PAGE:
A foreign queen is hunting, a fleeing daughter hiding from terrors in the night, and Akiva and Karou, lovers crossed by stars, godstars, moons and mighty rulers alike, fight a desperate battle for a dream that has spanned three lives between them: a dream of a future free from hate. A dream of peace.
By way of a staggering deception, Karou has taken control of the chimaera rebellion and is intent on steering its course away from dead-end vengeance. The future rests on her, if there can even be a future for the chimaera in war-ravaged Eretz.
Common enemy, common cause.
When Jael’s brutal seraph army trespasses into the human world, the unthinkable becomes essential, and Karou and Akiva must ally their enemy armies against the threat. It is a twisted version of their long-ago dream, and they begin to hope that it might forge a way forward for their people.
And, perhaps, for themselves. Toward a new way of living, and maybe even love.
But there are bigger threats than Jael in the offing. A vicious queen is hunting Akiva, and, in the skies of Eretz … something is happening. Massive stains are spreading like bruises from horizon to horizon; the great winged stormhunters are gathering as if summoned, ceaselessly circling, and a deep sense of wrong pervades the world.
What power can bruise the sky?
From the streets of Rome to the caves of the Kirin and beyond, humans, chimaera and seraphim will fight, strive, love, and die in an epic theater that transcends good and evil, right and wrong, friend and enemy.
At the very barriers of space and time, what do gods and monsters dream of? And does anything else matter?
If Daughter of Smoke and Bone was a love story, and Days of Blood and Starlight a tragedy, Dreams of Gods and Monsters knits the two together in a conclusion that, while an ending, feels anything but final. Which is satisfying… And not.
In those final pages, Dreams of Gods and Monsters leaves so many questions unanswered; futures and histories left untold… Yet it doesn’t feel like a missing dessert, or an ‘improper’ end. Rather, it feels precisely how I believe its author intended: Dreams of Gods and Monsters ends with beginnings. With life, and possibility, and resurrection. As it should–with hope. It feels the right place to leave Akiva and Karou to their new beginnings. But it doesn’t feel an adequate conclusion to the histories it tells. Having turned the final page, I feel as though its characters have more stories to tell–and wonder if Taylor has plans to do so, or is simply teasing with a lingering, poetic ending.
Dreams of Gods and Monsters encompasses so many beloved (and hated) characters, so many versions of their lives, so many threads in Taylor’s grand tapestry it’s difficult to comment on a single point, play, or page. This story carries a weight, a vastness, to it. While, ‘what happens?’ seems a fair, if unspecific, question, cover closed on Dreams of Gods and Monsters, I’m at a loss for an answer. Words fail, which seems a tiny irony, for a book weighing in at no less than 600 pages. Yet, ‘stuff happened. And love. And cake,’ seems to do Taylor’s rather splendid work a slight injustice.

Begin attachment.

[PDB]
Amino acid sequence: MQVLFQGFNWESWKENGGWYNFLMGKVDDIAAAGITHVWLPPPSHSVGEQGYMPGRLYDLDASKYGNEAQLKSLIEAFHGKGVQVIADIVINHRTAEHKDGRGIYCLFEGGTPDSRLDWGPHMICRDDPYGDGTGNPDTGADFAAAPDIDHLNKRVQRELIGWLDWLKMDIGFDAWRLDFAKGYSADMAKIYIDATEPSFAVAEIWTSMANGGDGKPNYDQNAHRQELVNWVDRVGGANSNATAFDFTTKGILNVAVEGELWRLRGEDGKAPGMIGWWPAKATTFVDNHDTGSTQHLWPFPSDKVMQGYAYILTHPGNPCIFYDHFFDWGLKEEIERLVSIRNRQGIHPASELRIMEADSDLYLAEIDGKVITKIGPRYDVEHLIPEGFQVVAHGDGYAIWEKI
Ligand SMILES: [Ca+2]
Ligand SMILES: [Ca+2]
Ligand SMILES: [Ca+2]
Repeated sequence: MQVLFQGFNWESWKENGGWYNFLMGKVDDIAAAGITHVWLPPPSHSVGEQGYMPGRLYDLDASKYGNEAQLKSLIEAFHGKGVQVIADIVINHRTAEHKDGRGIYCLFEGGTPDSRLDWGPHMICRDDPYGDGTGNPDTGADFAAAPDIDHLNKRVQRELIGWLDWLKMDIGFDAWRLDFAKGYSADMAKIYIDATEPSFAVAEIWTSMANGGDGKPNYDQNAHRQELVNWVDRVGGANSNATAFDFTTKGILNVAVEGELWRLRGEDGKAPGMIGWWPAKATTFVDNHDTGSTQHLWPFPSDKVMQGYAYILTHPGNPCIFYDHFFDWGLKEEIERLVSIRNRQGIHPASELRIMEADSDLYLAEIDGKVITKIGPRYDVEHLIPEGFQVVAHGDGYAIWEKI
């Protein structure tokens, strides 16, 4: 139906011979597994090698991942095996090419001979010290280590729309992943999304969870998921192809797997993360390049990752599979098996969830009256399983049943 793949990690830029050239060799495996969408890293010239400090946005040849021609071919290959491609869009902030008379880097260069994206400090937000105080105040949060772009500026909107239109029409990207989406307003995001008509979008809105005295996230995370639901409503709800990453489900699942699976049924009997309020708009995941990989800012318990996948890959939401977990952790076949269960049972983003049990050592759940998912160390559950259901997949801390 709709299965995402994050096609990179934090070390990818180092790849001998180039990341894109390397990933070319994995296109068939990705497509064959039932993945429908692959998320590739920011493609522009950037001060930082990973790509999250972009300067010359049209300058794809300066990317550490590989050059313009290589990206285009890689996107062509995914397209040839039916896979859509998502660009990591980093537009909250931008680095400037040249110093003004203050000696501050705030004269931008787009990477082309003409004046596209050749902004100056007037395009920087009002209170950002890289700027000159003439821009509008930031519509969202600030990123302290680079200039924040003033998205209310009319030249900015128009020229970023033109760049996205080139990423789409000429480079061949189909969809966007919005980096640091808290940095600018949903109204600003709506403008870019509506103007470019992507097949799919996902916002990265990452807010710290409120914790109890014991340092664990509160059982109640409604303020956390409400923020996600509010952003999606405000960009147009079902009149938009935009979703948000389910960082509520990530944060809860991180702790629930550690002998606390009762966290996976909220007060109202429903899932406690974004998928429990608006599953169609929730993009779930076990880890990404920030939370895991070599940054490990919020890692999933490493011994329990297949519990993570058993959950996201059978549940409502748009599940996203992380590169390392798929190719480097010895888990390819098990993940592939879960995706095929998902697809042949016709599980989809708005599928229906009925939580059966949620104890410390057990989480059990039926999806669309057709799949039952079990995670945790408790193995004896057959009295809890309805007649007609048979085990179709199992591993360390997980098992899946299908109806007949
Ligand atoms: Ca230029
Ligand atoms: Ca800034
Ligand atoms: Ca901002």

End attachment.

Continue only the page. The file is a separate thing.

Karou and Akiva are thrust front and centre in Dreams of Gods and Monsters, both to the reader, and their people. They assume roles as leaders, far beyond their own comfort, and the responsibility both pulls them together, and apart. We see them even more intimately than before, and they’ve grown (oh, how they’ve grown!) since misty Prague, dusty Morocco. But they share their stage. Zuzanna and Mik return, more charming than previously imaginable; Ziri shoulders an incredible burden–the fate of the Chimaera rebellion resting firmly on his shoulders; Liraz, icy-cold half-sister to Akiva, reveals pieces of herself, and even begins to thaw… But what kept me skipping pages ahead, desperate to know more was an enigmatic young woman named Eliza Jones–who has many, many big surprises up her sleeves. Anonymous, hiding Eliza, who finds herself anything but anonymous and hidden by the story’s close.
As I’ve commented, often, before, I believe that, there are great writers, and great storytellers, and is a rare and wonderful joy to find an author who is both. Returning to Eretz, and a slightly more magical Earth than our own, Dreams of Gods and Monsters reaffirms Taylor as both. Between a story that flows like narcotic dream, and prose which dances seductively throughout its pages, the conclusion to the Smoke and Bone trilogy is as beautiful, intoxicating and breathtaking as its predecessors, though seems to lack something satisfying, as though it is the end of a love story, but not a world story.
Goodbyes are hard and, if you are to believe Seraphim warriors’ folklore, farewells are bad luck. So it’s fitting that it proves a difficult task, farewelling not just Akiva and Karou, but the families they’ve made for themselves. Perhaps (for me at least) the true measure of a good book is the desire to unread it, more than to re-read it–so as to fall in love and lose oneself in its pages all over again, and how I long to do so here. Eretz may be closed to us all for now, but perhaps like Akiva and Karou, I’ll dream an impossible dream and hope that while it’s gone, it’s only gone for now.
Books in This Series:
- Daughter of Smoke and Bone (September 2011)
- Days of Blood and Starlight (November 2012)
- Dreams of Gods and Monsters (April 2014)
An enormous thank you to Hachette Australia for providing a review copy of Days of Blood and Starlight!